Kona Inn lawn in Kailua Kona

Easy to find behind the Kona Inn (good calamari sandwiches), anywhere on the grass or on the sea wall. Marginal bathrooms, parking opposite the library on Hualalai road. Views across Kailua Bay to the King Kam hotel, out to sea, palms, banyan, whales, flowering bushes, the buildings of the Kona Inn, across to the Hulihee Palace, rock pools, tourists and cruise boats. Come early in the morning, before it heats up. You may end up chasing the shade.

Anaehoomalu Beach or A Beach, for short

One of the most loved beaches on the Big Island, it is north of the airport, at Waikaloa Beach. There is parking for this public beach to the left off the approach road. Walk through to the beach facilities. Plenty of parking, good bathrooms, tables, shade and trees to rest your supplies on. Snacks etc. are available at the King’s shops across the way north. Views West out to sea, the Kohala coast, Hawaiian canoes, fish ponds and walkways, beach scenes and friendly tourists curious about what you’re painting. Come early for the most shade, but there is plenty of tree cover later in the day.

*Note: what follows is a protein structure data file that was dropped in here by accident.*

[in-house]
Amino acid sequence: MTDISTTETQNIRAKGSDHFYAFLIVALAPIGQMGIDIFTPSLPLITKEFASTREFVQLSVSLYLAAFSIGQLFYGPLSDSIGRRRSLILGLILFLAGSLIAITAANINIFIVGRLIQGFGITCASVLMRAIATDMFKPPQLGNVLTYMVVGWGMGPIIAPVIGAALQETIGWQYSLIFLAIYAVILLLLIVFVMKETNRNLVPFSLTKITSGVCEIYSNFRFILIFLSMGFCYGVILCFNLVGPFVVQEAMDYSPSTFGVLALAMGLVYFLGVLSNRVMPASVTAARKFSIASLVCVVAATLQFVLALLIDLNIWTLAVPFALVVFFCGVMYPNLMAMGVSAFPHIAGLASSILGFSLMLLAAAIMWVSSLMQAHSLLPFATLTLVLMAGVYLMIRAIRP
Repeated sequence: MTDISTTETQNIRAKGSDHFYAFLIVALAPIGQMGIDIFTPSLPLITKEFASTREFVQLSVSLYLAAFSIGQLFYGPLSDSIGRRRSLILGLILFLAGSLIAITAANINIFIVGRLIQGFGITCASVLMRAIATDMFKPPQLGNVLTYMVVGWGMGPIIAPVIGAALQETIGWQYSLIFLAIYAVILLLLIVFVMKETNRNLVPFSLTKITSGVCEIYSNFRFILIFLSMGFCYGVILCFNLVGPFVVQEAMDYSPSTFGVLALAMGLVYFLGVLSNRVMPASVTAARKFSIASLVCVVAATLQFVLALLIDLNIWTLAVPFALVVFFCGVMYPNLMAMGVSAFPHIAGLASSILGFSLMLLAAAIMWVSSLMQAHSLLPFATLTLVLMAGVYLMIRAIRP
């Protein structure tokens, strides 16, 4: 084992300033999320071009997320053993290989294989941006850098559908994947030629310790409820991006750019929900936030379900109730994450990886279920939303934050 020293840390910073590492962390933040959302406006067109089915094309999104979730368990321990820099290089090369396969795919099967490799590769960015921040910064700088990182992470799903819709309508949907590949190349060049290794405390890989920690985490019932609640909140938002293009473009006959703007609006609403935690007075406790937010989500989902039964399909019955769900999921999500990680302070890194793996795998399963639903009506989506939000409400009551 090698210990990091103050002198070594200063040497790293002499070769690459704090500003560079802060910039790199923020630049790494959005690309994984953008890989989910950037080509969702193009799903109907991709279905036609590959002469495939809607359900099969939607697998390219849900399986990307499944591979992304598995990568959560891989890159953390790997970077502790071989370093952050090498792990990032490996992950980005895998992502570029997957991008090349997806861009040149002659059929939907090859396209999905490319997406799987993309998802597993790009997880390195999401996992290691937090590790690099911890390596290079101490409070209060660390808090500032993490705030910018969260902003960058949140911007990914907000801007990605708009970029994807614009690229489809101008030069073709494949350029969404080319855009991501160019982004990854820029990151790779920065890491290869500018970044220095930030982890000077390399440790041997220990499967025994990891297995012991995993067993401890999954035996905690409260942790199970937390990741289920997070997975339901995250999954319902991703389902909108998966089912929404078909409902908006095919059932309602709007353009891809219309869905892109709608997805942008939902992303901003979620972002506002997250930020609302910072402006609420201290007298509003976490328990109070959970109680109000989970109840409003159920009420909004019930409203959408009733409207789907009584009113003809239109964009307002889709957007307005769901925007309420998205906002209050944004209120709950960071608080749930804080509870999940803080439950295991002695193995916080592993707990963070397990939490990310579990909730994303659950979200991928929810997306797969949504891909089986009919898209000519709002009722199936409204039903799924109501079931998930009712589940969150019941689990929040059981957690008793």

Kukio Bay

This is a gem of a public beach park, more like a private beach. To the left off the highway north of the airport and part of the exclusive, pricey Hualalai Resort complex. The beach facilities are very clean, freshly raked sand. Pick up a parking permit at the gate on the way in. Parking is limited so come early. There’s a safe shallow lagoon so plenty of small children and families. Manicured trees and palms, views of the bay to the north with paddle-boarders and surfers, whales, views of Kohala mountains and Mauna Kea, ‘beach’ homes of the v. rich, a rock arch and clean imported sand. You’ll have to move around to keep out of the sun, also the wind can blow steadily so anchor your work.